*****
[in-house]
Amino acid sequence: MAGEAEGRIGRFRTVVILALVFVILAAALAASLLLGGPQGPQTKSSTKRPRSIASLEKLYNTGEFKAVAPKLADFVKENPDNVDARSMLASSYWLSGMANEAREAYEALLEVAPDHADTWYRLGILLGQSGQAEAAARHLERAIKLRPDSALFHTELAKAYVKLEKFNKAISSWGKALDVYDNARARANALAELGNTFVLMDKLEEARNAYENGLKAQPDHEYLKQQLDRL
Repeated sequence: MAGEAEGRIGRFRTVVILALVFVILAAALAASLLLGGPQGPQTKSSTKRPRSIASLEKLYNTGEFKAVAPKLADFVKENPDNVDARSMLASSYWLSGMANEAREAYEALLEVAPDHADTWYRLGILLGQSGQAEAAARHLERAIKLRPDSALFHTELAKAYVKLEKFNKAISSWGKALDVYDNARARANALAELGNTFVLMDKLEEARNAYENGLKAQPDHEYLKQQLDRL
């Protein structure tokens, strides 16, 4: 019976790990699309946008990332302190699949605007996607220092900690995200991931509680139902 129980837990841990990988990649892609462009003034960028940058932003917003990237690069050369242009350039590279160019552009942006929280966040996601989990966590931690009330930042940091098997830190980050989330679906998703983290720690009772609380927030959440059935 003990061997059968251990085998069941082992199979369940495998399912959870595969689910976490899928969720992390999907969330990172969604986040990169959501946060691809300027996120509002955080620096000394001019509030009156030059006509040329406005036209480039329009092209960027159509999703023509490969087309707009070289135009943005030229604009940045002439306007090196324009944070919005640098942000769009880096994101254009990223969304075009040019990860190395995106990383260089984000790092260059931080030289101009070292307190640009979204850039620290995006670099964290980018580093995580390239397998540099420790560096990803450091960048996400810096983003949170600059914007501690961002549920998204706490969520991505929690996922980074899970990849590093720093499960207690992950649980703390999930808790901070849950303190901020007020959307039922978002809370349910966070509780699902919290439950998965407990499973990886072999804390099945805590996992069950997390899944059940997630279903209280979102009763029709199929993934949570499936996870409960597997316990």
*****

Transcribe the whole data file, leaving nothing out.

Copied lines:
[in-house]
Amino acid sequence: MAGEAEGRIGRFRTVVILALVFVILAAALAASLLLGGPQGPQTKSSTKRPRSIASLEKLYNTGEFKAVAPKLADFVKENPDNVDARSMLASSYWLSGMANEAREAYEALLEVAPDHADTWYRLGILLGQSGQAEAAARHLERAIKLRPDSALFHTELAKAYVKLEKFNKAISSWGKALDVYDNARARANALAELGNTFVLMDKLEEARNAYENGLKAQPDHEYLKQQLDRL
Repeated sequence: MAGEAEGRIGRFRTVVILALVFVILAAALAASLLLGGPQGPQTKSSTKRPRSIASLEKLYNTGEFKAVAPKLADFVKENPDNVDARSMLASSYWLSGMANEAREAYEALLEVAPDHADTWYRLGILLGQSGQAEAAARHLERAIKLRPDSALFHTELAKAYVKLEKFNKAISSWGKALDVYDNARARANALAELGNTFVLMDKLEEARNAYENGLKAQPDHEYLKQQLDRL
């Protein structure tokens, strides 16, 4: 019976790990699309946008990332302190699949605007996607220092900690995200991931509680139902 129980837990841990990988990649892609462009003034960028940058932003917003990237690069050369242009350039590279160019552009942006929280966040996601989990966590931690009330930042940091098997830190980050989330679906998703983290720690009772609380927030959440059935 003990061997059968251990085998069941082992199979369940495998399912959870595969689910976490899928969720992390999907969330990172969604986040990169959501946060691809300027996120509002955080620096000394001019509030009156030059006509040329406005036209480039329009092209960027159509999703023509490969087309707009070289135009943005030229604009940045002439306007090196324009944070919005640098942000769009880096994101254009990223969304075009040019990860190395995106990383260089984000790092260059931080030289101009070292307190640009979204850039620290995006670099964290980018580093995580390239397998540099420790560096990803450091960048996400810096983003949170600059914007501690961002549920998204706490969520991505929690996922980074899970990849590093720093499960207690992950649980703390999930808790901070849950303190901020007020959307039922978002809370349910966070509780699902919290439950998965407990499973990886072999804390099945805590996992069950997390899944059940997630279903209280979102009763029709199929993934949570499936996870409960597997316990």